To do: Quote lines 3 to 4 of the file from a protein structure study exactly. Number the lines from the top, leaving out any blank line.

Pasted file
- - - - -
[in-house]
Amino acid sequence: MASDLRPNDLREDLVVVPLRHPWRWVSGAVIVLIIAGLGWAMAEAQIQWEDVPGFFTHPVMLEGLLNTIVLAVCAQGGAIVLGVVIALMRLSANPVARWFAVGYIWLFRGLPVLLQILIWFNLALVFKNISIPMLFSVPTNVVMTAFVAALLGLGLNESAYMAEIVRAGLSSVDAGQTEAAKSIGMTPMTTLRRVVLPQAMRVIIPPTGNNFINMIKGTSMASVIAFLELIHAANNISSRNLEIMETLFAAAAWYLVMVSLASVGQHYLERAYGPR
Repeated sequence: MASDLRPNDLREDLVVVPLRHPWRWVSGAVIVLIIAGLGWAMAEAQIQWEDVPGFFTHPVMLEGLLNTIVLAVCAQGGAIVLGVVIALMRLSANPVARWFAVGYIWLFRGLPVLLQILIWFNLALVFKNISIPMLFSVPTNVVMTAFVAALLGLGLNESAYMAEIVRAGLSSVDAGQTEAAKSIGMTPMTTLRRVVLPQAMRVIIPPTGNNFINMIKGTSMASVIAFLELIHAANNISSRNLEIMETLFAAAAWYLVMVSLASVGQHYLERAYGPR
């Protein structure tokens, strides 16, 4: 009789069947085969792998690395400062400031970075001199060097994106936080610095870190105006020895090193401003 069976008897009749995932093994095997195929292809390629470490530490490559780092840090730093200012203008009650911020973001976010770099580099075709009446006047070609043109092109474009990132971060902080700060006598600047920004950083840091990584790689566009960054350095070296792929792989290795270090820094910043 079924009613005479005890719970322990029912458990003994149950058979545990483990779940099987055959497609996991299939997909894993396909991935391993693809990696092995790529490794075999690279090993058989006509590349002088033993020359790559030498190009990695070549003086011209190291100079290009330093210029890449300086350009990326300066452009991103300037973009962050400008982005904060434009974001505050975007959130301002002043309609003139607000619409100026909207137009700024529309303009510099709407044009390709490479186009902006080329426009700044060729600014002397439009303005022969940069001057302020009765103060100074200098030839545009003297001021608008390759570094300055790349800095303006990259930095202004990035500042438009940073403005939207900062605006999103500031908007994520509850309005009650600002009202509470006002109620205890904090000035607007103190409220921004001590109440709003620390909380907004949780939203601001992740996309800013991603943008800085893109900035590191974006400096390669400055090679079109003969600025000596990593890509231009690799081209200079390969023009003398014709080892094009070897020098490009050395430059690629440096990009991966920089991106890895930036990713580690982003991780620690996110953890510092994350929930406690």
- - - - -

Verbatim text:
Repeated sequence: MASDLRPNDLREDLVVVPLRHPWRWVSGAVIVLIIAGLGWAMAEAQIQWEDVPGFFTHPVMLEGLLNTIVLAVCAQGGAIVLGVVIALMRLSANPVARWFAVGYIWLFRGLPVLLQILIWFNLALVFKNISIPMLFSVPTNVVMTAFVAALLGLGLNESAYMAEIVRAGLSSVDAGQTEAAKSIGMTPMTTLRRVVLPQAMRVIIPPTGNNFINMIKGTSMASVIAFLELIHAANNISSRNLEIMETLFAAAAWYLVMVSLASVGQHYLERAYGPR
């Protein structure tokens, strides 16, 4: 009789069947085969792998690395400062400031970075001199060097994106936080610095870190105006020895090193401003 069976008897009749995932093994095997195929292809390629470490530490490559780092840090730093200012203008009650911020973001976010770099580099075709009446006047070609043109092109474009990132971060902080700060006598600047920004950083840091990584790689566009960054350095070296792929792989290795270090820094910043 079924009613005479005890719970322990029912458990003994149950058979545990483990779940099987055959497609996991299939997909894993396909991935391993693809990696092995790529490794075999690279090993058989006509590349002088033993020359790559030498190009990695070549003086011209190291100079290009330093210029890449300086350009990326300066452009991103300037973009962050400008982005904060434009974001505050975007959130301002002043309609003139607000619409100026909207137009700024529309303009510099709407044009390709490479186009902006080329426009700044060729600014002397439009303005022969940069001057302020009765103060100074200098030839545009003297001021608008390759570094300055790349800095303006990259930095202004990035500042438009940073403005939207900062605006999103500031908007994520509850309005009650600002009202509470006002109620205890904090000035607007103190409220921004001590109440709003620390909380907004949780939203601001992740996309800013991603943008800085893109900035590191974006400096390669400055090679079109003969600025000596990593890509231009690799081209200079390969023009003398014709080892094009070897020098490009050395430059690629440096990009991966920089991106890895930036990713580690982003991780620690996110953890510092994350929930406690």